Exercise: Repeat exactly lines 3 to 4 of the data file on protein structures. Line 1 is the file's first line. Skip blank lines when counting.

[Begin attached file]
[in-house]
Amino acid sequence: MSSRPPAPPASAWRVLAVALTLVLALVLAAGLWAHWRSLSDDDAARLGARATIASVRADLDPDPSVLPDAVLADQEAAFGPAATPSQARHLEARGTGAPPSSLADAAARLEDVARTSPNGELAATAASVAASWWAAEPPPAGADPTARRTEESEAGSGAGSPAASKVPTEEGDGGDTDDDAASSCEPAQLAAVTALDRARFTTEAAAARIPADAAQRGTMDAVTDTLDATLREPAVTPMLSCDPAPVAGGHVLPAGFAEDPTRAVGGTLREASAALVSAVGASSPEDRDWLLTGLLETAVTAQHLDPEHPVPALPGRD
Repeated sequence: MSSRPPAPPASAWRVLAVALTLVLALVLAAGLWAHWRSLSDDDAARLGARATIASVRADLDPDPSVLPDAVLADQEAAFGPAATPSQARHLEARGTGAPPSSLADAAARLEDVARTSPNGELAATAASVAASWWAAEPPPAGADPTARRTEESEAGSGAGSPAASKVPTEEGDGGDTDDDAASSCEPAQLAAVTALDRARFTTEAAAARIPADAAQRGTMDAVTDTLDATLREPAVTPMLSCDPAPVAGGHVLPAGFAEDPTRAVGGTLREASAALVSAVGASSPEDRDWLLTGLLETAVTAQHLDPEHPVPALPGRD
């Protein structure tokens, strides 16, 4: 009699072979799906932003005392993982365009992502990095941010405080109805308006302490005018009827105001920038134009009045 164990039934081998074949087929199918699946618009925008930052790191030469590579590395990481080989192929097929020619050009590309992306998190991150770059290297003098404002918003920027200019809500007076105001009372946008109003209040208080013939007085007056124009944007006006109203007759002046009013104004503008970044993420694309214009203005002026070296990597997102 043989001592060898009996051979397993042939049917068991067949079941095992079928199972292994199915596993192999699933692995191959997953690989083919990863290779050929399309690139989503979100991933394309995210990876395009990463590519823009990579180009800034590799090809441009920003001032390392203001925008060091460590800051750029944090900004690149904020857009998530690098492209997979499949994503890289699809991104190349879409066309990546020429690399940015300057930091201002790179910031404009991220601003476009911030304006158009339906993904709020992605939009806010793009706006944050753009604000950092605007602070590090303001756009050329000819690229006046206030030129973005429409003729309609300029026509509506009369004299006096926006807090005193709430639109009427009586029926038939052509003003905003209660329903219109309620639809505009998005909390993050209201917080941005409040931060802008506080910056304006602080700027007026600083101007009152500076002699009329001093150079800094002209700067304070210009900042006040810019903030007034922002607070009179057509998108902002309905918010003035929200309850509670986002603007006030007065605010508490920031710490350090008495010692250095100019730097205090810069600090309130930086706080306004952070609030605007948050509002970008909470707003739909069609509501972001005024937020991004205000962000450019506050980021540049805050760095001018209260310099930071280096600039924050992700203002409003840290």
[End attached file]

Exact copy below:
Repeated sequence: MSSRPPAPPASAWRVLAVALTLVLALVLAAGLWAHWRSLSDDDAARLGARATIASVRADLDPDPSVLPDAVLADQEAAFGPAATPSQARHLEARGTGAPPSSLADAAARLEDVARTSPNGELAATAASVAASWWAAEPPPAGADPTARRTEESEAGSGAGSPAASKVPTEEGDGGDTDDDAASSCEPAQLAAVTALDRARFTTEAAAARIPADAAQRGTMDAVTDTLDATLREPAVTPMLSCDPAPVAGGHVLPAGFAEDPTRAVGGTLREASAALVSAVGASSPEDRDWLLTGLLETAVTAQHLDPEHPVPALPGRD
């Protein structure tokens, strides 16, 4: 009699072979799906932003005392993982365009992502990095941010405080109805308006302490005018009827105001920038134009009045 164990039934081998074949087929199918699946618009925008930052790191030469590579590395990481080989192929097929020619050009590309992306998190991150770059290297003098404002918003920027200019809500007076105001009372946008109003209040208080013939007085007056124009944007006006109203007759002046009013104004503008970044993420694309214009203005002026070296990597997102 043989001592060898009996051979397993042939049917068991067949079941095992079928199972292994199915596993192999699933692995191959997953690989083919990863290779050929399309690139989503979100991933394309995210990876395009990463590519823009990579180009800034590799090809441009920003001032390392203001925008060091460590800051750029944090900004690149904020857009998530690098492209997979499949994503890289699809991104190349879409066309990546020429690399940015300057930091201002790179910031404009991220601003476009911030304006158009339906993904709020992605939009806010793009706006944050753009604000950092605007602070590090303001756009050329000819690229006046206030030129973005429409003729309609300029026509509506009369004299006096926006807090005193709430639109009427009586029926038939052509003003905003209660329903219109309620639809505009998005909390993050209201917080941005409040931060802008506080910056304006602080700027007026600083101007009152500076002699009329001093150079800094002209700067304070210009900042006040810019903030007034922002607070009179057509998108902002309905918010003035929200309850509670986002603007006030007065605010508490920031710490350090008495010692250095100019730097205090810069600090309130930086706080306004952070609030605007948050509002970008909470707003739909069609509501972001005024937020991004205000962000450019506050980021540049805050760095001018209260310099930071280096600039924050992700203002409003840290």